New research shows that liver-focused ultrasound stimulation significantly decreases chronic inflammation linked to obesity. In a study published in Scientific Reports, researchers from the Feinstein Institutes for Medical Research and GE Research demonstrate that ultrasound technology could be used as a noninvasive approach to treating obesity.
These findings are important as they present breakthrough noninvasive methods to tap into the nervous system to treat metabolic diseases without the use of pharmaceuticals.
More than 650 million adults worldwide are obese, which often leaves them vulnerable to a number of medical comorbidities and despite an urgent need for treatments, no specific long-lasting therapeutic approaches are currently available. In obesity, pro-inflammatory markers, like cytokine proteins, have been associated with hyperglycemia, insulin resistance and hypertension. Additionally, obesity leads to reduced vagus nerve activity and metabolic dysfunction. For further information see the IDTechEx report on Bioelectronic Medicine 2019-2029.
The latest study on obesity is based on GE's novel discovery that ultrasound can be used to perform peripheral nerve modulation as a new form of bioelectronic medicine. Over the past four years, GE has worked with the Feinstein Institutes and other collaborators to advance this new technology toward future clinical applications to treat diabetes, chronic inflammatory conditions like arthritis, and more recently, obesity.
"Obesity is linked to devastating health problems, like heart disease, diabetes, and high blood pressure, and yet there are no long-lasting clinical treatments," said Sangeeta S. Chavan, PhD, professor in the Institute of Bioelectronic Medicine at the Feinstein Institutes, and principal investigator on the paper. "These encouraging results show the unrecognized potential ultrasound has to alleviate this deadly condition."
In preclinical studies, Dr. Chavan and Tomas Huerta, a graduate student, demonstrated the therapeutic effects of targeted ultrasound stimulation on body weight, food intake, and metabolic and inflammatory markers. Overall, the severity of obesity was reduced. These initial results suggest peripheral focused ultrasound can modulate obesity-associated complications without side effects and show promise for the development of noninvasive therapy for chronic diseases like diabetes and metabolic syndrome.
"The latest breakthrough highlighted in Scientific Reports builds on previous work by GE, demonstrating that peripheral ultrasound induced nerve modulation is capable of regulating critical neurons involved in glucose regulation, food intake and metabolism," said Victoria Cotero, a senior scientist in the Biosciences Group at GE Research and technical lead and co-principal investigator. "From diabetes to now obesity, we are showing the future potential of this platform as an alternative to drug treatments to treat these chronic conditions."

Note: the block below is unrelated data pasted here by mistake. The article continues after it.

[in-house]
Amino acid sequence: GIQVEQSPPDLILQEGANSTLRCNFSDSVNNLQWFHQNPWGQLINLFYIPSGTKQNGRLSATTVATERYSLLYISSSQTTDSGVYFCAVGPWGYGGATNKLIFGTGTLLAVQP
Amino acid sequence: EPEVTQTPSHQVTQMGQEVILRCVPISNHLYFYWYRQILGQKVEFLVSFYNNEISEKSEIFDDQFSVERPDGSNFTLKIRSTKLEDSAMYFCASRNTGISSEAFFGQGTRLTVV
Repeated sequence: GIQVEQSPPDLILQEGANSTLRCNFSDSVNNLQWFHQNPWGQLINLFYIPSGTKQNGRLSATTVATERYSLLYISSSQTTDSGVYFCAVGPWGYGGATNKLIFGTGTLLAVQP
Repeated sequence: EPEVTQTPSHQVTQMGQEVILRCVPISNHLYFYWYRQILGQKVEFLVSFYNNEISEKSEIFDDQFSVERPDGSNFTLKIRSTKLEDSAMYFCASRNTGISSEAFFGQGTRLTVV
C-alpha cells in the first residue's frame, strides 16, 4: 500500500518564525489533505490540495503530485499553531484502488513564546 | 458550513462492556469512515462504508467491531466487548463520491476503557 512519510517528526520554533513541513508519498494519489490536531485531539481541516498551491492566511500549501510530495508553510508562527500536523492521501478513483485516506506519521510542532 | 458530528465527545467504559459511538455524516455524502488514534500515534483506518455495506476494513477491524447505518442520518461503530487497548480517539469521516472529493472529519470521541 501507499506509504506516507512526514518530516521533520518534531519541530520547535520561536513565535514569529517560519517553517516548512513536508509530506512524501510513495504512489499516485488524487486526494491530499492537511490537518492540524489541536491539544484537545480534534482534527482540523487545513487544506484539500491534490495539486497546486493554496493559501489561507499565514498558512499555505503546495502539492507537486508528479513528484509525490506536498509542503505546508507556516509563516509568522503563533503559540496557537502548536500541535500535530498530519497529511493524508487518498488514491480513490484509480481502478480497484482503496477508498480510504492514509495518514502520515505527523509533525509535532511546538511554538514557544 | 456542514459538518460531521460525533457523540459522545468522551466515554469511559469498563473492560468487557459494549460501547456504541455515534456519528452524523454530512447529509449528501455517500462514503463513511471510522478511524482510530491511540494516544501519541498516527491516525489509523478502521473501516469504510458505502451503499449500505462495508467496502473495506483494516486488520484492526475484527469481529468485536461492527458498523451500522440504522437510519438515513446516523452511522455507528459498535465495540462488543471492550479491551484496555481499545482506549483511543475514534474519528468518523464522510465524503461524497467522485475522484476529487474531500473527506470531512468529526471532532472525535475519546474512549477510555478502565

Cotero cited several breakthroughs that GE's bioelectronic medicine team has achieved since starting a research program in 2016. The team also has published numerous papers in Nature Communications, the Journal of Neuroscience Method and Experimental Physiology, demonstrating other potential treatments for hyperinflammatory conditions such as type 2 diabetes, metabolic syndrome and irritable bowel disease.
The Feinstein Institutes, the global scientific home of the emerging field of bioelectronic medicine, explores the use of electronic devices to treat diseases and injury instead of drugs while reducing significant side effects associated with drugs. The goal of bioelectronic medicine is to identify neural targets that can be selectively activated or inhibited, which can control when needed, the function of specific organs. Results from this ultrasound study indicate the possibility of one such novel, noninvasive bioelectronic medicine treatment for obesity.
"Researchers and clinicians consider bioelectronic medicine as an alternative to some of the most critical conditions, like obesity," said Kevin J. Tracey, MD, president and CEO of the Feinstein Institutes and co-author on the paper. "This important collaboration with GE Research points to future studies that may improve the lives of patients with obesity."
Recently, there have been significant breakthroughs in bioelectronic medicine. In November 2020, Dr. Chavan and her team discovered that a small cluster of neurons within the brain is responsible for controlling the body's immune response and the release of cytokines, which leads to inflammation in the body. This discovery, published in Proceedings of the National Academy of Sciences of the United States of America (PNAS), adds to the growing body of research in the field of bioelectronic medicine and how the brain regulates the body's immune response.
Source: Feinstein Institutes for Medical Research
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